Thank you, Rufus. Yes, it appears Rep. Alexander's amendment failed today. All the other amendments either failed, were out of order or passed. None were about education. I have no idea why Rep. Alexander went after K-12 so hard.

dj said...

Oh, how I love watching the same couple of posters sharpen their knives for APP every time there is one of these threads.

anonymous said...

Melissa, why do you support APP in high school? I don't have an APP kid so maybe I just don't get it?? Most High schools offer honors classes, AP, IB, or Running start. All of these are advanced, college level, courses. Why couldn't an advanced high school students needs be met in some combination of these courses?

As for what other districts offer, I'm afraid Bellevue is an outlier. Most offer nothing for the highly capable (other than AP, IB, Running Start) past middle school.

Renton: highly capable program only offered through middle school.

Shoreline: Only offered through Elementary school.

Tacoma: Offered through middle school only

Mercer Island: Only offered through middle school. Their website suggests AP courses for high school.

Edmonds: Only offered through middle school. Their website suggests, AP, IB, and running start for high school.

Northshore: only offered through middle school. Website suggests AP, IB, and running start for high school

Federal Way: Only offered through middle school. They suggest AP, IB, The TAF Academy, or Caimbridge Academey for highly capable kids in high school. TAF, and Caimbridge are rigorous academies, like STEM, but not dedicated to the highly capable.

So, yes, maybe Bellevue offers an "advanced program" in high school it's definitely not the norm.

Jan said...

mint chocolate chip: I think you have misunderstood me. I am a SPED parent. I have a child whose IEP is on the verge, now, of collapse, because the space he needs at his seriously overcrowded high school to have it implemented is being taken away from the SPED department, due to the overcrowding from NSAP. I am not saying that SPED kids shouldn't be in regular classes. I am saying that they, like APP kids, need to be taught with pedagogy and classes (and accmmodations) that meet their needs.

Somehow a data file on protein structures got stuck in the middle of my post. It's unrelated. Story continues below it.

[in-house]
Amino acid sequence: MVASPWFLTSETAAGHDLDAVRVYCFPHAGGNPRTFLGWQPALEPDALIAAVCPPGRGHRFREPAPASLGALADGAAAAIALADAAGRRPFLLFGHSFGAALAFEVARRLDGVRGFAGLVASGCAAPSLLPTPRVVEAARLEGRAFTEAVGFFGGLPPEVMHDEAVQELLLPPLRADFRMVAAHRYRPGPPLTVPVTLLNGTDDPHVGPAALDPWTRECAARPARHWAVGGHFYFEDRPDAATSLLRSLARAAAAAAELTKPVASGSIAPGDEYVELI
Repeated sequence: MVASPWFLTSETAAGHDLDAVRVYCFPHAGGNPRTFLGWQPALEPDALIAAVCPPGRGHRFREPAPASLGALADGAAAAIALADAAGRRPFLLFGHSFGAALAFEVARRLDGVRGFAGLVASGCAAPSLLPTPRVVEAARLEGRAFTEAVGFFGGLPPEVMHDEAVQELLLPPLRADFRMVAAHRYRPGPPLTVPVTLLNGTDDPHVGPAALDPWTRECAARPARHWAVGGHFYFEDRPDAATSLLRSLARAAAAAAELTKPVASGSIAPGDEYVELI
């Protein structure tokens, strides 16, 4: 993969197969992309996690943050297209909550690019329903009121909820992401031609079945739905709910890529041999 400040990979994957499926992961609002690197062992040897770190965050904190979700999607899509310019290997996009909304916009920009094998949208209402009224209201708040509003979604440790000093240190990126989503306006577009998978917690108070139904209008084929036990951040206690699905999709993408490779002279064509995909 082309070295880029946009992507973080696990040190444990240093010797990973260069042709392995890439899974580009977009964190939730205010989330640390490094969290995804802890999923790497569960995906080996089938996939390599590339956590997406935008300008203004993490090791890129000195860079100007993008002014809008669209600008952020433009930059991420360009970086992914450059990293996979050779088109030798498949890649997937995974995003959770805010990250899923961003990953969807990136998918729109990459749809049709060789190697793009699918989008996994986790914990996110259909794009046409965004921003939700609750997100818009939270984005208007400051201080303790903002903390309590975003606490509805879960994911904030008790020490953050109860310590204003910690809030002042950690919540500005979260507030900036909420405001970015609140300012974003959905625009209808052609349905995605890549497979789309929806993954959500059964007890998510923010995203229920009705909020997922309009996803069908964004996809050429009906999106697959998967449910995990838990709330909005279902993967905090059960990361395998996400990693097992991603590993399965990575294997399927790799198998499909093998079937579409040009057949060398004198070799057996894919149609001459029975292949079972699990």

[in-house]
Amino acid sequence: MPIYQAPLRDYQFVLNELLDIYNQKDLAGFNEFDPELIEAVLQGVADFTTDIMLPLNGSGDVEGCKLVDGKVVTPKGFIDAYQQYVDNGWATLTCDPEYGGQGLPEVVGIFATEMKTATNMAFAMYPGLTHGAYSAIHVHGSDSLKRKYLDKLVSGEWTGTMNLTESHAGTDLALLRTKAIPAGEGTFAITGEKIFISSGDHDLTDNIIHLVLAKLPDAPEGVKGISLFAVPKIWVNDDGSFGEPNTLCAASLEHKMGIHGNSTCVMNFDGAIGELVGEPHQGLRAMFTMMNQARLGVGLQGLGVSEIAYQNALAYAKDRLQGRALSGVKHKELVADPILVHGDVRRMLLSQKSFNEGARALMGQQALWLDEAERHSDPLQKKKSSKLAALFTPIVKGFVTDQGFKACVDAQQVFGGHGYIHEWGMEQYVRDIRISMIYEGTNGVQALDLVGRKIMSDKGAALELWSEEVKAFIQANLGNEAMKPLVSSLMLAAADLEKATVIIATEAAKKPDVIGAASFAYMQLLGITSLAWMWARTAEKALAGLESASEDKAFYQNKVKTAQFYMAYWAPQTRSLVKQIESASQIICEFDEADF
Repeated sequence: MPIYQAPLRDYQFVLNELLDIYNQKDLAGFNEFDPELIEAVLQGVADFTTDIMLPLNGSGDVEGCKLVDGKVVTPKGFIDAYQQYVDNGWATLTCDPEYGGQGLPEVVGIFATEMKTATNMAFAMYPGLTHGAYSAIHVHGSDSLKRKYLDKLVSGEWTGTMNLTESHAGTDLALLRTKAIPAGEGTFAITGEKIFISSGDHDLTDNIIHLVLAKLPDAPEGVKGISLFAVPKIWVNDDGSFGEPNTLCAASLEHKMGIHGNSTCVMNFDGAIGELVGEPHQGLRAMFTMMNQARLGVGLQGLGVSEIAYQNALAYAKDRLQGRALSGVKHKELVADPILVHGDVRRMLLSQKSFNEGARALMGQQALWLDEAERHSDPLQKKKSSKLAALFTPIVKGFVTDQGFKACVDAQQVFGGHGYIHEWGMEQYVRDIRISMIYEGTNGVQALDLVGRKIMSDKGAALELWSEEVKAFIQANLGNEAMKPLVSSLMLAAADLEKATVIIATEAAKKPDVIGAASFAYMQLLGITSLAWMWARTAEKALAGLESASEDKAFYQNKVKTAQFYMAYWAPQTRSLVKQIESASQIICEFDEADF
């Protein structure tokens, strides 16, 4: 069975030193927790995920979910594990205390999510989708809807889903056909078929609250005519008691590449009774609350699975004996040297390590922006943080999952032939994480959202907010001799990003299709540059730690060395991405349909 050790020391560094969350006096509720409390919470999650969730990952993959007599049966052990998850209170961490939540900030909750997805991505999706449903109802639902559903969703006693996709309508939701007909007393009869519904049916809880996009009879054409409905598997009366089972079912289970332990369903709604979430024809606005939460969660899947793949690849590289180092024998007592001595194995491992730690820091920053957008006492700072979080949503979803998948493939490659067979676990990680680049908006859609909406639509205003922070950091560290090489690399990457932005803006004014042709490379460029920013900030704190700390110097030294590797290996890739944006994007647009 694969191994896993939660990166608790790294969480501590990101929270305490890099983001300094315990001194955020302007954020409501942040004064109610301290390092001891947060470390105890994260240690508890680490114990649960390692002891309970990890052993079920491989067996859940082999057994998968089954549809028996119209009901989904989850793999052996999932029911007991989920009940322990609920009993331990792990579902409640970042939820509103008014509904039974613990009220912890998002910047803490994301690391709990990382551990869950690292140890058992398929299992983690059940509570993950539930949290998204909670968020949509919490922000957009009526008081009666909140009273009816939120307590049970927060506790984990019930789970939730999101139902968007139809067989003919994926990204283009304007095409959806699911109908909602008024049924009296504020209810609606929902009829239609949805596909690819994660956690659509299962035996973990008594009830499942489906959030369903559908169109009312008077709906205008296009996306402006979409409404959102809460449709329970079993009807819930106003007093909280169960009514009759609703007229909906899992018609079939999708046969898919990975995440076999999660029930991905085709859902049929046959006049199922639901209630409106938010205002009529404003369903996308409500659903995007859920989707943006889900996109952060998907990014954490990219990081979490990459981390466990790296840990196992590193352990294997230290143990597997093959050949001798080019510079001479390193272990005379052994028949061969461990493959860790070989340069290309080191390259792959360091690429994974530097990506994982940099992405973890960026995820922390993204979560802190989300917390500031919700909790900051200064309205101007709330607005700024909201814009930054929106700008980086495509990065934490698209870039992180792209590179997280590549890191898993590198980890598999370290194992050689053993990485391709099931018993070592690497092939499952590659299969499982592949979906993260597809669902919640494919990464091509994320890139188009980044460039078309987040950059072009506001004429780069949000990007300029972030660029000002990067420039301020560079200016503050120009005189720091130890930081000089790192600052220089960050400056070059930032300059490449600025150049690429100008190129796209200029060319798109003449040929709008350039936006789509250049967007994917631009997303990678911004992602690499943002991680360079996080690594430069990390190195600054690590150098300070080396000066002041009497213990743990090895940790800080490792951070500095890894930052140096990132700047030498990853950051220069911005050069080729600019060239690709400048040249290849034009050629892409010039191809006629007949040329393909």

But I will not do the divide and conquer thing. I will NOT throw APP kids under the bus because my SPED kid is getting royally shafted at Garfield. They are ALL our kids. I have seen gifted kids -- the really off the chart brilliant ones --fail -- as in drop out of high school and NEVER (well, at least 10 years later, and I still am watching) recover -- after being denied access to gifted education. Were there other issues? Maybe, I don't know. But it was no different than the fear of maybe seeing my own SPED kid, with his now maybe impossible to implement IEP, struggle with a District that has its priorities screwed up. "Basic ed" for my SPED kid means access to regular and honors classes with accommodations that are going away. Basic ed for APP kids means accelerated content with access to similarly gifted minds to learn with. We may lose both. But I refuse to not fight for both.

At least, with APP, I sort of know what to advocate for. SPED in this District seems so horrendously and completely screwed up, and is kept so secred by the staff, that I don't even know where to start. Really, mint chocolate chip -- if you do -- tell me. Because I am ready to rattle some cages.

anne said...

That's really interesting about the private school application surge. I also heard that Seattle Prep was up 40% from last year...Is it that Garfield is so crowded?

Melissa Westbrook said...

Public School Mom, what part of "there is NO APP program in SPS" do you not get? APP in high school IS honors, AP and Running Start. All the district gave APP kids who came from Washington (and now Hamilton) is the opportunity to move as a group to Garfield in order to support a higher number of AP classes. That's it.

Bellevue is the one with the gifted high school program.

And you were the one who said there's weren't gifted programs in middle school and then you go and list a lot of them. Interesting what you learn when you do the research.

Anne, I think once every address in Seattle was attached to a school, many private school parents gave it a look. I also think some of them tried Garfield, saw what an overcrowded, under-prepared mess it was the first week and promptly fled. I'm sure the word got out.